Kakadu rock paintings are world class and one of the reasons for the park’s World Heritage status

Inhabited continuously by Aboriginal people for more than 40,000 years, Kakadu is home to the oldest living culture on earth. Situated on the top end of the Northern Territory, the National Park is the largest in Australia and one of the world’s largest in the tropics, with some 280 different types of birds and about 2,000 plants species. And crocodiles, around 10,000 of them.

More than half the park is Aboriginal land. Kakadu’s traditional owners manage the park in partnership with Parks Australia. The name Kakadu is derived from Gagudju, an Aboriginal language which used to be spoken here.

Kakadu rock paintings are world class and one of the reasons for the park’s World Heritage status. The oldest paintings date back 20,000 years, and some are fascinating records of more recent events in what is called ‘first contact’ paintings, depicting tall ships and the arrival of the first Europeans in the northern part of the Australian continent.


Guluyambi river cruise – Photo courtesy of Parks Australia
Guluyambi river cruise – Photo courtesy of Parks Australia


Kakadu’s six seasons

According to ancient Aboriginal knowledge there are six seasons in Kakadu with subtle variations that signal the transitions between them. In general, the dry season from May to October is the most popular time to visit, while the wet season from November to April offers spectacular sights of the flooded landscape and there fewer visitors around during this period.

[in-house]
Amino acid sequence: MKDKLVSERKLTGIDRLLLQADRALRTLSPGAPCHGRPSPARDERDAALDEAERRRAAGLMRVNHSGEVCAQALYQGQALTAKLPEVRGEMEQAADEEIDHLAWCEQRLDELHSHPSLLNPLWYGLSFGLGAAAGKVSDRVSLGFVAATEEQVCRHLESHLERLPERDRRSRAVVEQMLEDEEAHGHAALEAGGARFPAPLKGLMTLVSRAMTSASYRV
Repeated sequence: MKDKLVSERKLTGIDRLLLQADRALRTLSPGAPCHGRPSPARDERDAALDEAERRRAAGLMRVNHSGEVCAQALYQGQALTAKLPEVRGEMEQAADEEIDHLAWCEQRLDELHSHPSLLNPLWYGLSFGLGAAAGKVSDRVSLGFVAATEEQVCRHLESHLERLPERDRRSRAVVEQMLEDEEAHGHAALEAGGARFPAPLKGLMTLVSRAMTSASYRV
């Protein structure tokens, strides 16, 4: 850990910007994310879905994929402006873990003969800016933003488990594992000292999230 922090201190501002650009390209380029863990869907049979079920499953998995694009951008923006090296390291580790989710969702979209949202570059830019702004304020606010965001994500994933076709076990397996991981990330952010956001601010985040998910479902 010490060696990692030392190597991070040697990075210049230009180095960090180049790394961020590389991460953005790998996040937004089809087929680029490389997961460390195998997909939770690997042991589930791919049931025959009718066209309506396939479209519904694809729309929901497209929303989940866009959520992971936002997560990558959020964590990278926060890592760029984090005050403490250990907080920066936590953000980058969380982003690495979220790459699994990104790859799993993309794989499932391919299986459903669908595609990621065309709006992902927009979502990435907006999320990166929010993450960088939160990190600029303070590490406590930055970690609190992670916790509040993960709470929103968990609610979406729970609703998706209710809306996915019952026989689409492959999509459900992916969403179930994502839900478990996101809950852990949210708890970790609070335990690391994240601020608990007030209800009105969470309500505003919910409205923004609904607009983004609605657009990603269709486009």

There is a vast array of fun activities available in the park, such as walks, seeing rock art, boat cruises, scenic flights, free ranger talks, fishing and boating, swimming, crocodile spotting and bird-watching.

Kakadu National Park can be reached by coach or hired car from Darwin or Katherine. For more information, see Parks Australia’s page on Kakadu.


Floodplains, Kakadu © Ian Oswald-Jacobs, Parks Australia
Floodplains © Ian Oswald-Jacobs, Parks Australia

Cultural and Natural World Heritage

Inscribed on the World Heritage list as a mixed (cultural and natural) site in 1981, the Kakadu National Park is recognized for its rock art sites, representing a unique artistic achievement within a wide range of creative styles. The rock art and archaeological record provide exceptional sources of evidence for social and ritual activities of the Aboriginal people and their long history. (Cultural Selection Criteria “i” and “vi”).

The Natural Selection Criteria (vii, xi and x) of the justification for inscription of the Kakadu World Heritage site underline the site’s superlative natural phenomena; significant on-going ecological and biological processes; and significant natural habitats for in-situ conservation of biological diversity.

Kakadu contain a remarkable contrast between the vast expanse of the Kakadu wetlands to the north of the park, extending over tens of kilometres and which provides habitat for millions of waterbirds. The 330 metres high rocky escarpment running in a jagged and unbroken line for hundreds of kilometres span more than two billion years of geological history. (Source: UNESCO)


Kakadu escarpment, Kakadu © Ian Oswald-Jacobs – Parks Australia
Kakadu escarpment, Kakadu © Ian Oswald-Jacobs – Parks Australia

All photos courtesy of Parks Australia/Kakadu National Park Media Centre.
Parks Australia